How to Plant a Bush or Shrub
Planting shrubs and bushes is a great way to improve your home’s curb appeal. Learn how to plant a bush the right way to create a thriving landscape.
Planting bushes and shrubs can add depth and diversity to your landscape. You can use them to add splashes of color to your backyard or define borders, frames, or fences around your home. Bush planting is also a task that most homeowners can take on themselves in a free afternoon, saving money on hiring a pro. Learn how to plant a bush or shrub properly so you can watch your new landscape thrive.
Working Time: 2 to 3 hours
Total Time: 2 to 3 hours
Skill Level: Beginner
Estimated Cost: $25 to $75, depending on the shrub or bush
Before You Begin
Planting shrubs is easiest when the soil is moist. If you can, consider waiting to plant until after a rain or after the sprinklers go off. Gather your supplies, including the shrubs and a shovel or trowel to help dig and backfill. You might also want to put on gardening gloves to protect your hands from dirt, grime, and any thorns you might encounter when planting.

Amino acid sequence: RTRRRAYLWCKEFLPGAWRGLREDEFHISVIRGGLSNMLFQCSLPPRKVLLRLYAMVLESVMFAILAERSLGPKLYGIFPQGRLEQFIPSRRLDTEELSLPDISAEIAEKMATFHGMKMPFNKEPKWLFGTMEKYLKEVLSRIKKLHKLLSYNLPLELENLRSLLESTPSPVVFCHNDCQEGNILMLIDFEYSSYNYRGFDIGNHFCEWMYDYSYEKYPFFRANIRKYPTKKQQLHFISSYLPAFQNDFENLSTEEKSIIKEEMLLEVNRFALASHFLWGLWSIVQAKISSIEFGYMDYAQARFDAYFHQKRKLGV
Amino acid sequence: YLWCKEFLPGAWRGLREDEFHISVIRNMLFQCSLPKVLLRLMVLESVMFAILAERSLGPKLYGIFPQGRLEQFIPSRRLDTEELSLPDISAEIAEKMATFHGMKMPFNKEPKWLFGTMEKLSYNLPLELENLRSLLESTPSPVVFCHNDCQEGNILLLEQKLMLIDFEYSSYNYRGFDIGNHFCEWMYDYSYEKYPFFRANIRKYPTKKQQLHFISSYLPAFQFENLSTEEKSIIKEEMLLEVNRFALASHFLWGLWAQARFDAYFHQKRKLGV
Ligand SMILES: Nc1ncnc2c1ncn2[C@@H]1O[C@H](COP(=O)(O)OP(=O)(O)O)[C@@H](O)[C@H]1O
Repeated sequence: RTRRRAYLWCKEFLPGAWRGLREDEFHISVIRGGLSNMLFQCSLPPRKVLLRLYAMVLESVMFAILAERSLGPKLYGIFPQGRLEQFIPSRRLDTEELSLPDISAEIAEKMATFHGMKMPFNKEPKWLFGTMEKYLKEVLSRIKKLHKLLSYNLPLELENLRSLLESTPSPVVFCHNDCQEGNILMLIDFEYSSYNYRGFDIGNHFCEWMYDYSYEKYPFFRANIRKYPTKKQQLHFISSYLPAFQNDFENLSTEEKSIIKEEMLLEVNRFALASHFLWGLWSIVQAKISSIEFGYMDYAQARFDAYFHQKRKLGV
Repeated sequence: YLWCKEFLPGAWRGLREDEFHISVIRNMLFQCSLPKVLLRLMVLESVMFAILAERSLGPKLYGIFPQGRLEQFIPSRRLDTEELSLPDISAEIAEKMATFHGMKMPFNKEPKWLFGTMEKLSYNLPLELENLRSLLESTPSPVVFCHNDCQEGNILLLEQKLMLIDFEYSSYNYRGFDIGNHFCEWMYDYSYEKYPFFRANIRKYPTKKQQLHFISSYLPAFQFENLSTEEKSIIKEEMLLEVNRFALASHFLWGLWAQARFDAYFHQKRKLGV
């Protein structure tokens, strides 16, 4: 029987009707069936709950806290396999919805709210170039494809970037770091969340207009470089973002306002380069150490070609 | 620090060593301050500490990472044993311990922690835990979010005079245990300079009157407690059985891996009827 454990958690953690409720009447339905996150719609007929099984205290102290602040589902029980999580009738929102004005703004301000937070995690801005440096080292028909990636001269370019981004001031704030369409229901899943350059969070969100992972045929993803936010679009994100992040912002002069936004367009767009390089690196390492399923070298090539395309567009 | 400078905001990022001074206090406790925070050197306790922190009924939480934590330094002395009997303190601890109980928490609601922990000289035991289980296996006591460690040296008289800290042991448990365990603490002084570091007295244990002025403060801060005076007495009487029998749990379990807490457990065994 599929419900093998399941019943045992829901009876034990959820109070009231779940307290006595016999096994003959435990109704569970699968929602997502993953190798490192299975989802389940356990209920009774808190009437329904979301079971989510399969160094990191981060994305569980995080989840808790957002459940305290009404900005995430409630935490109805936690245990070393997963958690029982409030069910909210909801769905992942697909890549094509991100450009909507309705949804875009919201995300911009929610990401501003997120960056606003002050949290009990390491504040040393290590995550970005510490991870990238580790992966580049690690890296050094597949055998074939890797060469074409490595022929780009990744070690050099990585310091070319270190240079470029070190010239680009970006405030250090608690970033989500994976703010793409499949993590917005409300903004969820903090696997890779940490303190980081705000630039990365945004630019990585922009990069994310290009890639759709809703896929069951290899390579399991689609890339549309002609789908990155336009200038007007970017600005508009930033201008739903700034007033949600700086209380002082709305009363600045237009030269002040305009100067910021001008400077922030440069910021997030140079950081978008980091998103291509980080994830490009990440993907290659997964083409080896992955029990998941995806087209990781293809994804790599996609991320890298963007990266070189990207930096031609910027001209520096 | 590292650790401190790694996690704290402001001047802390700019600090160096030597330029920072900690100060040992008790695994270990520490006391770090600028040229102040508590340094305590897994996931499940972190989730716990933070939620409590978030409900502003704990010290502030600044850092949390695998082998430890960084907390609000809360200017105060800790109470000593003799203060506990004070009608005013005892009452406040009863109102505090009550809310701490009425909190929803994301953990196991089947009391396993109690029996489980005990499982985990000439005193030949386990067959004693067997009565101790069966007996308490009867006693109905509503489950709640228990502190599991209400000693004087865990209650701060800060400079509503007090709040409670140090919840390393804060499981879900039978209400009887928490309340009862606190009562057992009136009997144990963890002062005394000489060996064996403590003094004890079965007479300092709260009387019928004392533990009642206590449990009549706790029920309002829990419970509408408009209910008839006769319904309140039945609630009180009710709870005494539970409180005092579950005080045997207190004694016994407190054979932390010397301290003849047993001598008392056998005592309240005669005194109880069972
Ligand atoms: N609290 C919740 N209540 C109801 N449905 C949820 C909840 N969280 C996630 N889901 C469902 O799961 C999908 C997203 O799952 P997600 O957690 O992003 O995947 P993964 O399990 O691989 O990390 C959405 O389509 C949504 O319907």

Step 1: Consider your shrub’s care needs.
There are nearly endless varieties of shrubs, many of which come with different care needs. For instance, some shrubs require full sun, which means they’ll need at least 6 hours of direct sunlight per day. Partial-sun shrubs require only 3 to 6 hours of sun, while full-shade plants should only get 3 hours max of sun per day. So, make sure the location for sun exposure is right for a particular shrub before planting.
Step 2: Plant during the right season.
Once you figure out the right spots in your yard, consider the planting season. You’ll want to plant bare-root bushes in late fall, once the shrub has gone dormant (around early November), or wait until early spring, before new growth develops.
Technically, container-grown or balled and burlapped shrubs can be planted any time, but they tend to fare better if planted on the same schedule as bare-root selections or per the plant tag’s directions.
If you decide to plant any shrubbery in late spring or summer, success depends on your vigilance in watering the newly planted bush since they can dry out quickly, stressing out the still-developing deep root system.
Step 3: Plant the shrub in the right soil conditions.
Shrubs and bushes typically require well-draining soil. As a rule of thumb, higher-ground areas offer better-draining soil than lower-ground areas, but this isn’t always true. If you’re not sure how well your soil drains, use these steps to figure it out: